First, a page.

14 December 2009

Surprise me

Opinions of philosophy on philosophy

The most surprising result to me was #3. I understand the concept of objective aesthetics, but I reject it completely as something created by subjective cultural environments that then vary and in rare instances as something formed by evolutionary responses. I'm somewhat less surprised in the idea of a moral realism claim relative to an idea that there are somehow objective standards on "taste", as it were. My own postulation indicates that these subjective standards are what give us form to something like a moral objectivity. That there is an objectively best case result isn't really a problem for me, but it does mean that "objectively best case" varies based on minor variations in circumstances and (aesthetic) preferences within the situation being resolved and thus only appears to normalize around a common set of ethics because those common set of interests are generally shared within cultures and living beings. Survival for instance is a rather strong motivator but rarely must be appealed to in modern societies.

Put another way, I think I could conceive that there is an objective definition of what beauty "is", but that the examples or recognition of it in actuality will vary enormously because of other factors and factors involved in perception itself. That means there isn't an objective standard, a "Helen of Troy", in reality. Only if we assume a Platonic formalism to our comparisons of taste and only there would it exist. Given that I'm not thoroughly swayed by Platonic forms to begin with, this is naturally an unconvincing arrangement for me.

The continued appeal of Platonism is surprising also relative to nominalism. I'm finding neuroscience to be reasonably convincing that we're just making that stuff up and that it does not in fact consistent of apprehension of external forms in which to place knowledge into predetermined boxes (outside of mathematical formula).

I shouldn't have to point out the high and consistent "atheism" result. I had sometime ago heard the line that philosophy was the "theology" major of atheists. While it characterizes the data well, it's not historically useful to make that assumption. Philosophy traditionally explored the existence of god or the form of deities before metaphysics became more or less a dead science. Suffices to say that considering both rationalism and empiricism tends to put a damper on belief systems rather quickly.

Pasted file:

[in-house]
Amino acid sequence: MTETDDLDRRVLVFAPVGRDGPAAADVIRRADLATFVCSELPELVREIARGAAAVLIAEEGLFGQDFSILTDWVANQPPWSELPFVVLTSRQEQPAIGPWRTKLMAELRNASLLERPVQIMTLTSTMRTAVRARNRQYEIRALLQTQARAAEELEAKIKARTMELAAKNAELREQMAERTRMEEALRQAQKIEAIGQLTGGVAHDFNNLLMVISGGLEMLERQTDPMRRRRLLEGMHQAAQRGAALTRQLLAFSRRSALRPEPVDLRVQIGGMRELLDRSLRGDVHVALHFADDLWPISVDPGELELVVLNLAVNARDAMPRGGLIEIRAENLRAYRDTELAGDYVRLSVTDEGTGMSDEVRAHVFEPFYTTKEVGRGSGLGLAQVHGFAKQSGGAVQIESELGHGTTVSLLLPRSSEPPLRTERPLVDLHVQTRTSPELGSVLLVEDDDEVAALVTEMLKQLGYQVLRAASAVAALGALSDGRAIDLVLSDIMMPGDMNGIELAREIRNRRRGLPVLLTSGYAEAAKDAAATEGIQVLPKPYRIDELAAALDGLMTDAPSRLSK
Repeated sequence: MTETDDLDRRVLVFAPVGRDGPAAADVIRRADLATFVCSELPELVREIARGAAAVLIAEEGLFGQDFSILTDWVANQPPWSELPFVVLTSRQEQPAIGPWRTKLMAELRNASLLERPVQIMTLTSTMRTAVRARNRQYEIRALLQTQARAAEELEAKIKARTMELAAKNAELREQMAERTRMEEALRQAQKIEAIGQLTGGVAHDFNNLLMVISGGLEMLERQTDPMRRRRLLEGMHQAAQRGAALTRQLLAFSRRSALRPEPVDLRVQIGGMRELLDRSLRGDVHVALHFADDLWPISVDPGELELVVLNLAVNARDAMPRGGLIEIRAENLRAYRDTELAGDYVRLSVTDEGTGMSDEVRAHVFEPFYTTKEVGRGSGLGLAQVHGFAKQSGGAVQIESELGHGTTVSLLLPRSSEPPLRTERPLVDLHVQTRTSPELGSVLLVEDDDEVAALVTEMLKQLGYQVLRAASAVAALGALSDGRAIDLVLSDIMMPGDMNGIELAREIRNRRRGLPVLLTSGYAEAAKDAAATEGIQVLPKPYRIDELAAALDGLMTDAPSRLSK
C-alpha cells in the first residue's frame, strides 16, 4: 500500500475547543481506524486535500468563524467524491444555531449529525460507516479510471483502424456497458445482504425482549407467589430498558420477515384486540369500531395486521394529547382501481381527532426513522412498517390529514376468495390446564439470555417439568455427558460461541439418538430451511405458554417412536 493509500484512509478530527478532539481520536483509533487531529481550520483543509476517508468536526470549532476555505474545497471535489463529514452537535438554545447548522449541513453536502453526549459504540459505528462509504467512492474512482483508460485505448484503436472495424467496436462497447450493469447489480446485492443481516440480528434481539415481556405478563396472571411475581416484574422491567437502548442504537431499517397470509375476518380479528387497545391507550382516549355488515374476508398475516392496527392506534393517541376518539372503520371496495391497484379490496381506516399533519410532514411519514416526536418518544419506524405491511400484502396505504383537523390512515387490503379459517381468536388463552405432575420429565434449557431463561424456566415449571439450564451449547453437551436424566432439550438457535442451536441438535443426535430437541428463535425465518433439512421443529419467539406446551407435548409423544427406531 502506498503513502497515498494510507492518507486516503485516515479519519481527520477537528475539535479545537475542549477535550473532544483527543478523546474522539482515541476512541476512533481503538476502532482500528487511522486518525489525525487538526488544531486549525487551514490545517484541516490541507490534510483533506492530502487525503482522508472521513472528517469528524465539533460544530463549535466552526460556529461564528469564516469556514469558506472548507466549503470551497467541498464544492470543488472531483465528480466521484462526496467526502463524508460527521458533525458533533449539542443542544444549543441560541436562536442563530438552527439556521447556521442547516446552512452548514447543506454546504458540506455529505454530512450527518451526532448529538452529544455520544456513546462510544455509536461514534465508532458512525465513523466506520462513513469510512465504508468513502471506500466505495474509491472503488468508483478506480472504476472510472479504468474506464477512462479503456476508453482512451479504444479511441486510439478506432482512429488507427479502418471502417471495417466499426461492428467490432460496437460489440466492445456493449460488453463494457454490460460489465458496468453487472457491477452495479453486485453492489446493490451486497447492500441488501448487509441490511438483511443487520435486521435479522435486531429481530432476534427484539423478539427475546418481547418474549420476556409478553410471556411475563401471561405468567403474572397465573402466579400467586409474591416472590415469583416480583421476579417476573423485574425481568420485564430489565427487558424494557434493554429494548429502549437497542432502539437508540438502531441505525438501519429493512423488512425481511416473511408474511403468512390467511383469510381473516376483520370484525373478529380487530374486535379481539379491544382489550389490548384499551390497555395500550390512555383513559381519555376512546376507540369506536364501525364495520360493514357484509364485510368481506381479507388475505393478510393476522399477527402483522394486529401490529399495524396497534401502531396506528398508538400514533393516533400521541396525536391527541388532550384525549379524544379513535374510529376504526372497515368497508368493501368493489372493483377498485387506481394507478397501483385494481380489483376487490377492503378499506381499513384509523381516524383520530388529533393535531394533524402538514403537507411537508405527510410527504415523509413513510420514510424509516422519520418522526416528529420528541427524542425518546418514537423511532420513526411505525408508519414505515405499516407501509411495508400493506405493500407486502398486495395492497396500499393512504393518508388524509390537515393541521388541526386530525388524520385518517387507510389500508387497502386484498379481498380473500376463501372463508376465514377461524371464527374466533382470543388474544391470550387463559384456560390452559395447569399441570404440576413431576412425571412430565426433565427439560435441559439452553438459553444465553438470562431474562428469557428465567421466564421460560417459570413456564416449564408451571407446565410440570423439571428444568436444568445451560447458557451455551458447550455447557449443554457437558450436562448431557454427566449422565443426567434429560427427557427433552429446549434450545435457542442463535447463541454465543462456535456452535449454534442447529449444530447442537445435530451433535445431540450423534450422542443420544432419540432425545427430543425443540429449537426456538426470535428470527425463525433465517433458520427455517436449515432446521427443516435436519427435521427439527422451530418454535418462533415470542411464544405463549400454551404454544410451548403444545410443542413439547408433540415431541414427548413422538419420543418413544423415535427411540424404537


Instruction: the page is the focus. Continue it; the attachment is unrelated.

I suppose also the leanings of libertarianism being so low are interesting. But in that case, not totally surprising (it's not really that popular outside of liberal arts fields either relative to leanings toward egalitarianism or even communitarianism. Really it seems to be a field of thought dominated by people studying economics and not "dominating" economics itself either). If pressed, I'd have to say egalitarianism has some very strong appeals, but that libertarianism allows for it by assuming that at least political and legal equalities are regarded by the general public as important commodities worth protecting and further recognizing that equalities of opportunity can be beneficial to most people and thus creating systems organically to provide it (rather than to use government systems to enforce it). Subsequent imbalances are inevitable owing to variations of skills and current or expected future demand for those skills. The combination of both is far stronger than either is independently, but if you have to take only one or the other, I'm leaning on individuals rather than social systems.
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